Just like his previous movie, I, Tonya, director Craig Gillespie’s new interpretation of Cruella and the 101 Dalmatians mythos treats its soundtrack almost like a character—a Greek chorus of sorts. The origin story of the designer villainess who first was introduced to the world in the classic One Hundred and One Dalmatians is peppered with a non-stop river of classic pop, rock, and punk anthems from the 1960s and ‘70s, quite fitting for the chaotic backdrop of London’s fast-changing fashion and music scene of that era.
Gillespie says that the way the soundtrack was used in I, Tonya was an element that Sean Bailey, Disney president of production, wanted to deploy in similar fashion for Cruella.
“When Sean pitched it to me, he talked about the tracks from I, Tonya and how they wanted to really embrace music with this,” Gillespie explains. “So I warned them up front that there was going to be a huge bill for this. We had 48 songs in I, Tonya. We had basically 50 songs in this.”
That’s the thing though. When you hear a song like the Rolling Stones’ “She’s A Rainbow” playing in the background during an early montage where Cruella (Emma Stone) and her cohorts executing heists, or the Zombies’ “Time of the Season” as the backdrop for her first day on the job at the high-end Liberty department store, it costs money. Lots of it. The bigger the act, and the more popular and recognizable the song, then the more the fee goes up.
That’s why, according to Gillespie, the way to get your money’s worth is all in the preparation and placement of the music.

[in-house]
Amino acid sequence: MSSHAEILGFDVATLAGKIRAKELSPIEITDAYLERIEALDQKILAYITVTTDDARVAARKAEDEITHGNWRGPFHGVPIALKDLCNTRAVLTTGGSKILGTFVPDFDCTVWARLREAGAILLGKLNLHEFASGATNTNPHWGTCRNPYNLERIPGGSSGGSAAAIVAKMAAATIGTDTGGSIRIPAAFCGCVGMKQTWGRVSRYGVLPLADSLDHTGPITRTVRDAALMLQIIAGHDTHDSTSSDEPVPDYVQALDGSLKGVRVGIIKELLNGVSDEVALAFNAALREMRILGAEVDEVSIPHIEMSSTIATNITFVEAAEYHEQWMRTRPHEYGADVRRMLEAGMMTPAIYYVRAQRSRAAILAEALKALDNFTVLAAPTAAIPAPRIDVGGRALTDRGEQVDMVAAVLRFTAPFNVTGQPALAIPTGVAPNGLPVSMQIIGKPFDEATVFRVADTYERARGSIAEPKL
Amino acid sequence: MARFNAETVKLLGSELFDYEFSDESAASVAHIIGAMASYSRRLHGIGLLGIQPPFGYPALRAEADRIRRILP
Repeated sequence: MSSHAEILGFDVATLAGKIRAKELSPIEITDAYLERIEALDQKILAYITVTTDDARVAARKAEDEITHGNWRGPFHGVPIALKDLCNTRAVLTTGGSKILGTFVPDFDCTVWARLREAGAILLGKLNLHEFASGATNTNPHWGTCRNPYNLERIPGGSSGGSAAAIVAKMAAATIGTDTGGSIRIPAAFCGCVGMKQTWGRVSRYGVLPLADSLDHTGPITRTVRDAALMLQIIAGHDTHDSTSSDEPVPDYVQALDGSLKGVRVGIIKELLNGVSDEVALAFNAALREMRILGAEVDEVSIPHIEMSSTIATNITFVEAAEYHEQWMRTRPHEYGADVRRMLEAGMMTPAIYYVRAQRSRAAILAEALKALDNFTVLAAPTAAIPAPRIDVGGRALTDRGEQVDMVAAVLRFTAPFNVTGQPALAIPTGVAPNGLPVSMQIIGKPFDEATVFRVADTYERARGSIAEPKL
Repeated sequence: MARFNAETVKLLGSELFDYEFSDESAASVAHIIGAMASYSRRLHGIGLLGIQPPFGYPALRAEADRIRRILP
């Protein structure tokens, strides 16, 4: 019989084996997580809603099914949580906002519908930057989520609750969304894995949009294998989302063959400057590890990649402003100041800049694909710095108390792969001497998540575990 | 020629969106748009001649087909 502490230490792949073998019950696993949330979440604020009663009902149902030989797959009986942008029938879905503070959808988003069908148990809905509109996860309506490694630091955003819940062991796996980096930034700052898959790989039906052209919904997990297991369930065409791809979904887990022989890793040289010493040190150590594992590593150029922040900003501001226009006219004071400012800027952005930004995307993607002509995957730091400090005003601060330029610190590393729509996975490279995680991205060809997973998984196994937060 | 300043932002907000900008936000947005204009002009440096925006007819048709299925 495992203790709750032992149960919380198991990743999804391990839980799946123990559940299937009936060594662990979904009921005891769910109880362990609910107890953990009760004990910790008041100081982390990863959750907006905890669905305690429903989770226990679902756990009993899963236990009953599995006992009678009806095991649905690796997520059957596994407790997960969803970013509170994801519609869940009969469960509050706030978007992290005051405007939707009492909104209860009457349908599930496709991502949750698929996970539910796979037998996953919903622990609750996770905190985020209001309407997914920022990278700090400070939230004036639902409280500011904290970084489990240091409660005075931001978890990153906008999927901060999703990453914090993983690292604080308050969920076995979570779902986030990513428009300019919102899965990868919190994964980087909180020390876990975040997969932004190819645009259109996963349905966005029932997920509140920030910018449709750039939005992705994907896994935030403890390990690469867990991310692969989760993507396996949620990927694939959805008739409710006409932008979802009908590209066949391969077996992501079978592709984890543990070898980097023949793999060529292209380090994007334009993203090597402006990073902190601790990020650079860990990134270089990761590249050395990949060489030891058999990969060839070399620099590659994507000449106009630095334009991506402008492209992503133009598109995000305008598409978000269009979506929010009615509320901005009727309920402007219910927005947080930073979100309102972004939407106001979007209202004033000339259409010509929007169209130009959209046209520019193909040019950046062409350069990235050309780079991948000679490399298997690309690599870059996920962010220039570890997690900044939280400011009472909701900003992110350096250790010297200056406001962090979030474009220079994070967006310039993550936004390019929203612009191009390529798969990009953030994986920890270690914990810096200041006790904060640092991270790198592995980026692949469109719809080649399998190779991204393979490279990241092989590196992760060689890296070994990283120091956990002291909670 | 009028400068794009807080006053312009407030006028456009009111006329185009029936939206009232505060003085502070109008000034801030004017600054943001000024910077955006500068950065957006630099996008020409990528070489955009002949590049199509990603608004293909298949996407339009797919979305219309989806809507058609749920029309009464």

“I learned a lot when I was doing I, Tonya,” he says. “It’s all in the prep. You really have to design the movie to support it. The camera and the way the camera moves in the scenes, it has to be designed around the music. So that’s all mapped out in advance. We know where there are going to be songs in the film. It’s like, ‘Okay, this is going to transition to a song here. We will have about 30, 40 seconds,’ and so forth.”
Gillespie reveals that as he ramps up to the actual shooting of the movie, he begins collecting songs that he can play on set to create the mood he wants—whether or not he eventually gets to use them or not.
“By the time we get to the set, I have hundreds of songs on my phone,” he says. “Songs that probably a music supervisor would never give me because it’s the Stones and the Doors and Queen, and they always try and stay away from those because of the price tags. But I just picked stuff with no parameters that I just felt could really support what was happening in the scenes.”
In one case, when Cruella’s nemesis/mentor Baroness von Hellman (Emma Thompson) first arrives at Liberty in all her cruel glory, Gillespie went with his instincts. “When she steps out of the car, the Baroness, for the first time, and you see everybody racing around and panicking, it’s such a [display of] power as she walks in,” he recalls. “So I just threw the Doors on it on the day. I wasn’t thinking of the Doors at all for the Baroness. We had all these ’50s and ’60s songs in mind. But it just was so foreboding and just felt like so ominous and just relentless, like there was no stopping her. That never changed.”
Indeed, the song in question, “Five to One,” (from the Doors’ 1968 album, Waiting for the Sun) is still the backdrop for the Baroness’s memorable entrance.
In the end, even with songs like Deep Purple’s version of “Hush” (used when Stone reveals her Cruella persona for the first time at the Baroness’ black and white ball) and the aforementioned tunes from the Stones, the Zombies and the Doors—not to mention a couple dozen more—did the bean counters at the Mouse House blink or waver when they saw the receipts?
“There were some conversations,” Gillespie admits. “But they’re amazingly supportive and it was more just trying to trim and cut where we could. But pretty much nearly everything that we presented ended up in the movie.”
Cruella is out now in theaters and via Premium Access on Disney+.